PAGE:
Saturday, July 18, 2009

Nobel Prize Caliber Revelation -- D&C 104: 17-18

"For the earth is full, and there is enough and to spare; yea, I prepared all things, and have given unto the children of men to be agents unto themselves.
Therefore, if any man shall take of the abundance which I have made, and impart not his portion, according to the law of my gospel, unto the poor and the needy, he shall, with the wicked, lift up his eyes in hell, being in torment." (D&C 104: 17-18)

The implicit argument here is that there are enough resources for the appropriate use of all men, and that it's our collective failure to allocate them adequately that leads to poverty and starvation. Amartya Sen was awarded a Nobel Prize for saying just that.

Thursday, July 16, 2009

Rasul and Nabi

I was talking once with an elderly Baha'i from Iran, who asked numerous questions about my faith and church. When I told him we'd had fifteen prophets lead our church since 1830, he was stunned. A prophet's arrival, he said, is not an everyday event. A prophet comes perhaps only once every thousand years--how could we claim to have had fifteen in so short a time? And why would we need to revolutionize religion so often?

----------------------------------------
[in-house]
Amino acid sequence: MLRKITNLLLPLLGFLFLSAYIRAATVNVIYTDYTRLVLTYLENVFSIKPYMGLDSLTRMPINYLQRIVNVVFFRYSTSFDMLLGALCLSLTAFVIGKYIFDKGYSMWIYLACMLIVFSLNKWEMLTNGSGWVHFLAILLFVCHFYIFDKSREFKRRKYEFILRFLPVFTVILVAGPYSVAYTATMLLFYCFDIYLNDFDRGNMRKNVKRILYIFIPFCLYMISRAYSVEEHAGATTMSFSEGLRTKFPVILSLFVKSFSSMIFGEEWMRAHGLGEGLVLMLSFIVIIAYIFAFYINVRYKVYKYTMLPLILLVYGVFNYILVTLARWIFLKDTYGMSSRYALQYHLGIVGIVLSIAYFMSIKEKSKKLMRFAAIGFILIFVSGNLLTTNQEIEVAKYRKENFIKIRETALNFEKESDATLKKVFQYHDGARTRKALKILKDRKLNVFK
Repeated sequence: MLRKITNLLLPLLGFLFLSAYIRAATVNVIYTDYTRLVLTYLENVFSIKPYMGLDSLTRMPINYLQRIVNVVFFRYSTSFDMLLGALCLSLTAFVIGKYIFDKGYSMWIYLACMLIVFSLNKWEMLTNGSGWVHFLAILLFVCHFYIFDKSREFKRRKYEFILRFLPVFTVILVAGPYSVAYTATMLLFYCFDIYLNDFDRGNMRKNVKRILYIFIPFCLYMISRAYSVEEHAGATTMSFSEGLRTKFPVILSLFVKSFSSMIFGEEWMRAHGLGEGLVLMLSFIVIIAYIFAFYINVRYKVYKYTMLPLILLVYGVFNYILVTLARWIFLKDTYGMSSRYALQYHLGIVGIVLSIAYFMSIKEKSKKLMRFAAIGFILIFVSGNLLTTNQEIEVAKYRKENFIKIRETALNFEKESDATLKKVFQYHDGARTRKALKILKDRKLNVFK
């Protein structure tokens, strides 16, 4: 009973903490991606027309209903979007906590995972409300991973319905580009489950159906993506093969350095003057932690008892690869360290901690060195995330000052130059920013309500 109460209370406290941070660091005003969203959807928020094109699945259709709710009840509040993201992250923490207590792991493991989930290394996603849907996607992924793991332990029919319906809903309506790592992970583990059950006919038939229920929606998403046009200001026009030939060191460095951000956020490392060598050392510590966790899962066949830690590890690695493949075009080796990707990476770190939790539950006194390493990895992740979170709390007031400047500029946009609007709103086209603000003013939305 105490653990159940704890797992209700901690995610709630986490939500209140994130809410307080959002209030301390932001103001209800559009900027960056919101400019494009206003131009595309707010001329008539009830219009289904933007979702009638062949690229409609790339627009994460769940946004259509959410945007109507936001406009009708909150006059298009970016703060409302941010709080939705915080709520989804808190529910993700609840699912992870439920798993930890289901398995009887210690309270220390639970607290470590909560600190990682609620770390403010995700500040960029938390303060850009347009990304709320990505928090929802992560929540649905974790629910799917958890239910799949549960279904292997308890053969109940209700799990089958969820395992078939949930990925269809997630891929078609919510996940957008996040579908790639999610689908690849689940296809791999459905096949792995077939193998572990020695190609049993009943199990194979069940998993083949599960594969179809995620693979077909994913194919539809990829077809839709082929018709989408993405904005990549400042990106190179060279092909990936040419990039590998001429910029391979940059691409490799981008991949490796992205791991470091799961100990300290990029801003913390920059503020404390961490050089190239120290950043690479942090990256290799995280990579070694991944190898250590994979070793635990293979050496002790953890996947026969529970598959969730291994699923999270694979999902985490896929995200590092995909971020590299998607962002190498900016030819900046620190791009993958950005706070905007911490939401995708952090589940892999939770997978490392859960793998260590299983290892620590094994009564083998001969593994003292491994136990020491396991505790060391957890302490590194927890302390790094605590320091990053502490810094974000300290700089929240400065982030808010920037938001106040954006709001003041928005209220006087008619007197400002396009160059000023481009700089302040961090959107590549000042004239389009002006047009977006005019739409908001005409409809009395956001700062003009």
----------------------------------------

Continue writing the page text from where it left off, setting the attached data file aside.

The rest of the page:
I referred to the Biblical tradition we would each have some familiarity with. There had been a Moses, but also a Joshua, an Isaiah, a Daniel. Moses had brought the Law, I explained, but even with further prophets to guide them, people barely remembered it! Joseph Smith had restored our kind of religion to earth, but every generation needs a prophet to lead and guide it.

He nodded, apparently satisfied with my answer, and explained, "I've been told Arabic is the most perfect language in the world; maybe it's true. In Arabic, there are two words for "prophet": rasul and nabi. A rasul brings a new kind of religion; a nabi helps guide it. Every rasul is also a nabi, but not every nabi is a rasul." He went on to say that Baha'is see Muhammed not as the last rasul, but rather the last nabi of his age, leaving room for Baha'is to accept the claim of Muhammed to be the "last prophet" (nabi) and yet to believe in the nineteenth-century revelations Baha'u'llah as a new prophet (rasul).